When divorce interrupts life, there’s a lot to be resolved, which can be overwhelming. Nonetheless, attorneys remind us not to overlook estate plans, whether they have been fully detailed or partially formed. Documents, named beneficiaries and appointed fiduciaries likely require consideration in the face of divorce.
Power of Attorney and Health Proxy
It’s common for spouses to list each other on the legal, financial and medical documents that make up our “in case of emergency” toolboxes. Even absent a full blown estate plan, many couples have made—and documented—”what if” decisions that likely need to be revisited during divorce. Hayley Purcell Sinkler of Obermayer Rebmann Maxwell & Hippel LLP offers this advice, based on laws in Pennsylvania:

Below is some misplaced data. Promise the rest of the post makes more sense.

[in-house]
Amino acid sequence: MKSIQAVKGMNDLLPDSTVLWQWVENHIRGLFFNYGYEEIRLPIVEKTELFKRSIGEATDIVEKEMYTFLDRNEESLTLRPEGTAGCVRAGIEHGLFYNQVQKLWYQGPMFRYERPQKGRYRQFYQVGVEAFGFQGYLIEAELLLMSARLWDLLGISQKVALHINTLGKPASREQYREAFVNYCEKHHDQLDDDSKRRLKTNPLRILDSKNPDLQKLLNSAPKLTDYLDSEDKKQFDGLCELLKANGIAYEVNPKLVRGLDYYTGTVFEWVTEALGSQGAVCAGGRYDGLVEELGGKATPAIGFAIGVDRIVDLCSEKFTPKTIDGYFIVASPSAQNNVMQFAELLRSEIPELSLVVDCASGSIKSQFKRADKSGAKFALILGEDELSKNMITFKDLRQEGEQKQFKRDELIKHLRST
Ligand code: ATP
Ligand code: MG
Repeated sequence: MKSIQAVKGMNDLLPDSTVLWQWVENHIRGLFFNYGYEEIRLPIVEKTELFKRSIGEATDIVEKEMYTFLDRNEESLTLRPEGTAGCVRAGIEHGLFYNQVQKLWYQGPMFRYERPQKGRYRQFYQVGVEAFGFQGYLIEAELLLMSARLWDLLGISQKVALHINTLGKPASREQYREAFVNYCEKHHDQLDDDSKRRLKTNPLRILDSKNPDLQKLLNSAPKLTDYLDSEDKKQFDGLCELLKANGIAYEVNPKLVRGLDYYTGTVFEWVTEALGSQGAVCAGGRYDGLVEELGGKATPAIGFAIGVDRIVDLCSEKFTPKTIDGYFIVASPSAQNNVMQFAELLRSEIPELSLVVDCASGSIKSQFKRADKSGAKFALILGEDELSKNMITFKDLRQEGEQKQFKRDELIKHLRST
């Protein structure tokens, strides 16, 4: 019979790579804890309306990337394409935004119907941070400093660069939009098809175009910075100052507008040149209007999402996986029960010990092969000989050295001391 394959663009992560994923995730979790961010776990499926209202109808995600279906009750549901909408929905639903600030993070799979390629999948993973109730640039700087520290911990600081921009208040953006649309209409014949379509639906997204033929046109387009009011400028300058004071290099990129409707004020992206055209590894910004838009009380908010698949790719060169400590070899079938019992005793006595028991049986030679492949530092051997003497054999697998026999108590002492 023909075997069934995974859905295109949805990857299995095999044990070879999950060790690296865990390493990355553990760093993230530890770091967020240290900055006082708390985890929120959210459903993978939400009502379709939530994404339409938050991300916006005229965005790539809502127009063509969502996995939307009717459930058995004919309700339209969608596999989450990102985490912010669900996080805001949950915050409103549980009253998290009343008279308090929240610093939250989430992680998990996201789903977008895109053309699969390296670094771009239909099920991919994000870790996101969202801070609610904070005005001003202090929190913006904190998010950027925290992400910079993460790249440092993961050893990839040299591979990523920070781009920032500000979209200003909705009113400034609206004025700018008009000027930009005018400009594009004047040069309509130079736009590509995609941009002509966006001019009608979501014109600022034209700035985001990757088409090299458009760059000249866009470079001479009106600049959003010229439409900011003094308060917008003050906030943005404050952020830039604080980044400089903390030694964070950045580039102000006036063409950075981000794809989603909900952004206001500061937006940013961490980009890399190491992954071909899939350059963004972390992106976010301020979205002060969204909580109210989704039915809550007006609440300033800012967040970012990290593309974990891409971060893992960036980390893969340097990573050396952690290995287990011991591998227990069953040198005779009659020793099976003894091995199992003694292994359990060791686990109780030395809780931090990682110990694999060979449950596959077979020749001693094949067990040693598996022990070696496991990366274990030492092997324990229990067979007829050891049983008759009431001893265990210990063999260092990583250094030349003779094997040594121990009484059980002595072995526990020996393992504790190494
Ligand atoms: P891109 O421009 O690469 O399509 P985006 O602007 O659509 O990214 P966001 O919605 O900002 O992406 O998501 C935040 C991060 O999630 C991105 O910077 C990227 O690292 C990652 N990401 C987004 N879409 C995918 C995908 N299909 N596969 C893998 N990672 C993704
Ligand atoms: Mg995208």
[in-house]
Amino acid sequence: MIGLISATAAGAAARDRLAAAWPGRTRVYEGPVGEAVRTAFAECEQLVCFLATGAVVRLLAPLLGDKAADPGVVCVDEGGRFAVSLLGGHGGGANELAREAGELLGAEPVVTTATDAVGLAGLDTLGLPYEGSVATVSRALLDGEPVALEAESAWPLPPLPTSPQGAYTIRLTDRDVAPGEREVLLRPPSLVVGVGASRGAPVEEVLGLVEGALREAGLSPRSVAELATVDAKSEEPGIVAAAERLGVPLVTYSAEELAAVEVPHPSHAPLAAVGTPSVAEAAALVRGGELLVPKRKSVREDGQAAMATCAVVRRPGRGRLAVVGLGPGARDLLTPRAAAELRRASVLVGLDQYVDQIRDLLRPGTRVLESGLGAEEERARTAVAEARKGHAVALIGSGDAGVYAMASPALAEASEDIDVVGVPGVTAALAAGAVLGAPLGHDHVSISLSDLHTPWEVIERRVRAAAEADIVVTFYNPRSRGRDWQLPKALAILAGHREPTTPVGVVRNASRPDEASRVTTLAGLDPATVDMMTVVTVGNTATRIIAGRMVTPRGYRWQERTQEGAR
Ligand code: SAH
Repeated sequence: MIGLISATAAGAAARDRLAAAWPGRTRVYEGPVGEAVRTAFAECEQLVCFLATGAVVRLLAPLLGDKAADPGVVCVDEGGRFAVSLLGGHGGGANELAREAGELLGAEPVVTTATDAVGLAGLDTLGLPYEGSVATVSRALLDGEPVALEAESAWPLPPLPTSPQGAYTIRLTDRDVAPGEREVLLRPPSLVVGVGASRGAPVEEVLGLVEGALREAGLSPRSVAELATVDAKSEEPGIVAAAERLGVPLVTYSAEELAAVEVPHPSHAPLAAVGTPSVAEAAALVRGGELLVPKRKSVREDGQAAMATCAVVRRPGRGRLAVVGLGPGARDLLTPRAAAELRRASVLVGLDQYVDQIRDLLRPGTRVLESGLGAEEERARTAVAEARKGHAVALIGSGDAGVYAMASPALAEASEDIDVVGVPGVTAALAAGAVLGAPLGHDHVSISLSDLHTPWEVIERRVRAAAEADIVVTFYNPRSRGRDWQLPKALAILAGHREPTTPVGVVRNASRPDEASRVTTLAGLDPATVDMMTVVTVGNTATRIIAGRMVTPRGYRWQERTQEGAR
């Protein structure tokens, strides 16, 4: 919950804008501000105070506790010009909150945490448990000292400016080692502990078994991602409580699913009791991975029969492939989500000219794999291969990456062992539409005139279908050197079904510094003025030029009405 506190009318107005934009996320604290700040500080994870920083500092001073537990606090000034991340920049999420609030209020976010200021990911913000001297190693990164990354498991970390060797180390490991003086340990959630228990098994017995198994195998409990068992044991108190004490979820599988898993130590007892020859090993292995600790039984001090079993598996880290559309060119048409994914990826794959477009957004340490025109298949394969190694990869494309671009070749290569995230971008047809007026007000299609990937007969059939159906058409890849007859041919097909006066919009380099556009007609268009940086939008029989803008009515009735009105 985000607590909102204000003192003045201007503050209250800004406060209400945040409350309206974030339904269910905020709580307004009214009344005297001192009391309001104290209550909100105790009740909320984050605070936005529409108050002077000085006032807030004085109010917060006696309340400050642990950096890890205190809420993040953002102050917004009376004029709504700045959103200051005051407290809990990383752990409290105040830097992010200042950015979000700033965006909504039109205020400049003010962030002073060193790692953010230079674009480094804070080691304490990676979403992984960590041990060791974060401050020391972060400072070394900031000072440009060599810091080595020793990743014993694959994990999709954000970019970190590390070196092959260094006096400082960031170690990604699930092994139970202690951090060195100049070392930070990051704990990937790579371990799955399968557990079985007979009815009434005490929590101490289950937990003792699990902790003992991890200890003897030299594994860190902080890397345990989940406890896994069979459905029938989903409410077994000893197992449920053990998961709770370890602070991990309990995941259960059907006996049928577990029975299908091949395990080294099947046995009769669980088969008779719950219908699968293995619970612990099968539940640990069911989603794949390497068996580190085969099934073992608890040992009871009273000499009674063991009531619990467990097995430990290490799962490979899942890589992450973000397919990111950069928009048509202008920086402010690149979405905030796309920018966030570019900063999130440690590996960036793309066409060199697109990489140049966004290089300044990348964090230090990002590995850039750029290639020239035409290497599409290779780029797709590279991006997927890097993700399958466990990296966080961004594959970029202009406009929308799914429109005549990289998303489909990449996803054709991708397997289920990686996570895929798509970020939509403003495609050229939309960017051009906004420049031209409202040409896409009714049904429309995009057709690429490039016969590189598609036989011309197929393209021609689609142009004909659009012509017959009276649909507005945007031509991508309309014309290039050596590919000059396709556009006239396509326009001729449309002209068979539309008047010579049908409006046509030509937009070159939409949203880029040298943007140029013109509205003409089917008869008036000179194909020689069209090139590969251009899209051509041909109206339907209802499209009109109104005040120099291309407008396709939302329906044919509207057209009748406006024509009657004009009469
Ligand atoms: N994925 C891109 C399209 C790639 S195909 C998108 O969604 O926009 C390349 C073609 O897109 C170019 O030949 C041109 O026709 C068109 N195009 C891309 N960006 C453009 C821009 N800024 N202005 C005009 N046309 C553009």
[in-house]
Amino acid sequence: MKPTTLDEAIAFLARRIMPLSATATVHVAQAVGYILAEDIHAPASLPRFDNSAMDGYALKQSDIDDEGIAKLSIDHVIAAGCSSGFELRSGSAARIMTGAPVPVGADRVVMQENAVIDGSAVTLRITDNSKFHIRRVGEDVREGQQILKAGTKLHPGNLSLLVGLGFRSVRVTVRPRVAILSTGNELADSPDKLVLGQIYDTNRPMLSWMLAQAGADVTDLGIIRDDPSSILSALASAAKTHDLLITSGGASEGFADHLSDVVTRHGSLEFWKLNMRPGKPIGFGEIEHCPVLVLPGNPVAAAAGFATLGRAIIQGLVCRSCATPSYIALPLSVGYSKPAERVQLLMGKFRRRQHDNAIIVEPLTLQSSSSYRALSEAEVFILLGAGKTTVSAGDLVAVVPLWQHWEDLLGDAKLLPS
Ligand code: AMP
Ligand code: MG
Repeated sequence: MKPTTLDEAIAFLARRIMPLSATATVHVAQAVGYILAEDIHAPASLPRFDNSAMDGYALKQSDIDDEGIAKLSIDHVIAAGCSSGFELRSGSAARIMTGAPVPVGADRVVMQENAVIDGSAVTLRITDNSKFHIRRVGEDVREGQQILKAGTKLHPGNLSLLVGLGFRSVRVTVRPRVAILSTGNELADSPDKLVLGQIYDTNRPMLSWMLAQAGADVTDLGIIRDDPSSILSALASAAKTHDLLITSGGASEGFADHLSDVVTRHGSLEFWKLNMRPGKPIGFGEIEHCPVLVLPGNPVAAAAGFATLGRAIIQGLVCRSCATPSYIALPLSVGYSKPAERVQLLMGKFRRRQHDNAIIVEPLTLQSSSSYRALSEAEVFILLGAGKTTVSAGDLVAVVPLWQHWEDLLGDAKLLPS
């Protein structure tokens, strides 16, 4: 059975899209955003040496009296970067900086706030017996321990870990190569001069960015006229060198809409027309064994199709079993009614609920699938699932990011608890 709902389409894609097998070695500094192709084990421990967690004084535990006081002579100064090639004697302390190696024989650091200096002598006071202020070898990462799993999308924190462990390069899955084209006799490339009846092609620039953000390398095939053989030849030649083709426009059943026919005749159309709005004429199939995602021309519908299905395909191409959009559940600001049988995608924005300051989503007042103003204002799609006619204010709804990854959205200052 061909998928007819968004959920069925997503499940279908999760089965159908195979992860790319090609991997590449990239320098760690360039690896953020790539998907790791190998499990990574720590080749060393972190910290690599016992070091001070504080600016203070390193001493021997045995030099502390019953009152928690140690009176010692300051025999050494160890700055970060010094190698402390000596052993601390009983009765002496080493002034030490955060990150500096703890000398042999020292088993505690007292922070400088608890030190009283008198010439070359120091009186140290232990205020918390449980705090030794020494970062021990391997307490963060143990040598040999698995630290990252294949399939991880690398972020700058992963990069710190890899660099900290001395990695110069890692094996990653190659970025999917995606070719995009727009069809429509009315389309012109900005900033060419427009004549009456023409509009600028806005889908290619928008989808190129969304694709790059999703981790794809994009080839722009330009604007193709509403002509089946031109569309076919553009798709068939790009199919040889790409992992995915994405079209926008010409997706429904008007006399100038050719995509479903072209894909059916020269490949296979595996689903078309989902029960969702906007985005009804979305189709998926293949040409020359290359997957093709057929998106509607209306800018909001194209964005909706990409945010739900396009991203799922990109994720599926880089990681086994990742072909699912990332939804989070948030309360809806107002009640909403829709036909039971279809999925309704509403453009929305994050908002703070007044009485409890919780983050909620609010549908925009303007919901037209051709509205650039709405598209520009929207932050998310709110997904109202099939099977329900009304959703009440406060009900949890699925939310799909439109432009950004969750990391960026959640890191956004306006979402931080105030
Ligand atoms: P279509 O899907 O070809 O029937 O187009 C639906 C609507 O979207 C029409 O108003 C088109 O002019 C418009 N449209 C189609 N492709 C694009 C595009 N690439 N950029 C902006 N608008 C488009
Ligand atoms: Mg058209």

A financial power of attorney…allows you to pick an agent to handle your financial affairs and property in the event you are unable to do so. Typically, your agent can act in any way as though you yourself were acting — write checks, file your taxes, even sell your house. Similarly, a medical power of attorney is a document that allows you to pick an agent to make health care related decisions on your behalf in the event you are unable to do so….It is likely that you…named your spouse as your agent on one or both of these documents. These documents should be revised at the outset of the divorce action. Pursuant to Pennsylvania Law, if you designate your spouse as your agent and thereafter a divorce complaint is filed, the designation is revoked by law. Put more simply — your spouse can no longer act as your agent.
To avoid legal complications later—and for your own peace of mind—it’s best to designate new agents, such as trusted friends or relations on financial and health proxies when divorce is underway. Attorneys explain that failure to do so can cause a lot of stress and even litigation down the road: